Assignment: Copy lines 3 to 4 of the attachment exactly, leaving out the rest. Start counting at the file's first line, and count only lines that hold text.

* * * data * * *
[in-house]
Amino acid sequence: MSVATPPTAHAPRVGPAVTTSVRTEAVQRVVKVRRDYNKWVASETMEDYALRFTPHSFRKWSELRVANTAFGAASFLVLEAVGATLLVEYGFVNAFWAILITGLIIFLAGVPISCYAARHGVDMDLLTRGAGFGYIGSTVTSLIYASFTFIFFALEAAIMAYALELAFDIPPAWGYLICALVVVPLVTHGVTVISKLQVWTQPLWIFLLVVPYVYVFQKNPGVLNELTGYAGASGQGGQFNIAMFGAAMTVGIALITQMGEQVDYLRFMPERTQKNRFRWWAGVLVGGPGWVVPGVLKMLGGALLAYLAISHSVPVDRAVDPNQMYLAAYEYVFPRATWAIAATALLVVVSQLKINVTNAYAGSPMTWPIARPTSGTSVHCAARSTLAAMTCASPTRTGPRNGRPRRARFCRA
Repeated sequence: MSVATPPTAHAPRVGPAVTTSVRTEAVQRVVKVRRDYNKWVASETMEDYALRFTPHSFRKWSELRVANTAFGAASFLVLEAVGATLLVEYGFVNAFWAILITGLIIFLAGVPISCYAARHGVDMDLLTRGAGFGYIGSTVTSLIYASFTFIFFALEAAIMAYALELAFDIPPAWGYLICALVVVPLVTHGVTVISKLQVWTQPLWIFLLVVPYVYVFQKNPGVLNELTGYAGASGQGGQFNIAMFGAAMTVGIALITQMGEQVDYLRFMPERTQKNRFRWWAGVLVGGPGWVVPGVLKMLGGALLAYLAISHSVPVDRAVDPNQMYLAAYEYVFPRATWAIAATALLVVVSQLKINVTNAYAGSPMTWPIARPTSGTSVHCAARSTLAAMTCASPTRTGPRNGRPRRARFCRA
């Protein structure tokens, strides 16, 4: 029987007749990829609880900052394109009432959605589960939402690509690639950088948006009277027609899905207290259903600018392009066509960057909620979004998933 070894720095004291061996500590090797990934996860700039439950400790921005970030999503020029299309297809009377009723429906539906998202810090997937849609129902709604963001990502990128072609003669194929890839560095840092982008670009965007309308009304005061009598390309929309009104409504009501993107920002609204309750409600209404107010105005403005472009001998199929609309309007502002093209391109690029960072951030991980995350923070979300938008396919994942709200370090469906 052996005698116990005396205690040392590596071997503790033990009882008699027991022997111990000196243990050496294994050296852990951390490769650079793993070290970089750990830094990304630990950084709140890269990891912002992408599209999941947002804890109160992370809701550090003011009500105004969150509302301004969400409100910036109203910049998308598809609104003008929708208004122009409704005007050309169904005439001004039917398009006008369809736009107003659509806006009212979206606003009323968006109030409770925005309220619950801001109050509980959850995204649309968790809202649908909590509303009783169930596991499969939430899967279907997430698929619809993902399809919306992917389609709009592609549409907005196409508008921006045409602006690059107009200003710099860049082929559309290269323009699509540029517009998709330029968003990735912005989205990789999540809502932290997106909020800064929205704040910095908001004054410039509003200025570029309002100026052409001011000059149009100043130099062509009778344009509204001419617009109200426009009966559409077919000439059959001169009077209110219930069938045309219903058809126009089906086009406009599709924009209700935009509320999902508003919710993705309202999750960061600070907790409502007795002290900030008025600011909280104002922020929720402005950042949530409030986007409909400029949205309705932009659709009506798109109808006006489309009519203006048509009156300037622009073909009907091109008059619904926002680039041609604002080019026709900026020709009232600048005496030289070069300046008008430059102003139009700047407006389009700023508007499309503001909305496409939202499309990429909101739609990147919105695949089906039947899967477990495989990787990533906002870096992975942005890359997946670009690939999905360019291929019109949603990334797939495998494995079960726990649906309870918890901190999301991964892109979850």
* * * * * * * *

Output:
Repeated sequence: MSVATPPTAHAPRVGPAVTTSVRTEAVQRVVKVRRDYNKWVASETMEDYALRFTPHSFRKWSELRVANTAFGAASFLVLEAVGATLLVEYGFVNAFWAILITGLIIFLAGVPISCYAARHGVDMDLLTRGAGFGYIGSTVTSLIYASFTFIFFALEAAIMAYALELAFDIPPAWGYLICALVVVPLVTHGVTVISKLQVWTQPLWIFLLVVPYVYVFQKNPGVLNELTGYAGASGQGGQFNIAMFGAAMTVGIALITQMGEQVDYLRFMPERTQKNRFRWWAGVLVGGPGWVVPGVLKMLGGALLAYLAISHSVPVDRAVDPNQMYLAAYEYVFPRATWAIAATALLVVVSQLKINVTNAYAGSPMTWPIARPTSGTSVHCAARSTLAAMTCASPTRTGPRNGRPRRARFCRA
């Protein structure tokens, strides 16, 4: 029987007749990829609880900052394109009432959605589960939402690509690639950088948006009277027609899905207290259903600018392009066509960057909620979004998933 070894720095004291061996500590090797990934996860700039439950400790921005970030999503020029299309297809009377009723429906539906998202810090997937849609129902709604963001990502990128072609003669194929890839560095840092982008670009965007309308009304005061009598390309929309009104409504009501993107920002609204309750409600209404107010105005403005472009001998199929609309309007502002093209391109690029960072951030991980995350923070979300938008396919994942709200370090469906 052996005698116990005396205690040392590596071997503790033990009882008699027991022997111990000196243990050496294994050296852990951390490769650079793993070290970089750990830094990304630990950084709140890269990891912002992408599209999941947002804890109160992370809701550090003011009500105004969150509302301004969400409100910036109203910049998308598809609104003008929708208004122009409704005007050309169904005439001004039917398009006008369809736009107003659509806006009212979206606003009323968006109030409770925005309220619950801001109050509980959850995204649309968790809202649908909590509303009783169930596991499969939430899967279907997430698929619809993902399809919306992917389609709009592609549409907005196409508008921006045409602006690059107009200003710099860049082929559309290269323009699509540029517009998709330029968003990735912005989205990789999540809502932290997106909020800064929205704040910095908001004054410039509003200025570029309002100026052409001011000059149009100043130099062509009778344009509204001419617009109200426009009966559409077919000439059959001169009077209110219930069938045309219903058809126009089906086009406009599709924009209700935009509320999902508003919710993705309202999750960061600070907790409502007795002290900030008025600011909280104002922020929720402005950042949530409030986007409909400029949205309705932009659709009506798109109808006006489309009519203006048509009156300037622009073909009907091109008059619904926002680039041609604002080019026709900026020709009232600048005496030289070069300046008008430059102003139009700047407006389009700023508007499309503001909305496409939202499309990429909101739609990147919105695949089906039947899967477990495989990787990533906002870096992975942005890359997946670009690939999905360019291929019109949603990334797939495998494995079960726990649906309870918890901190999301991964892109979850």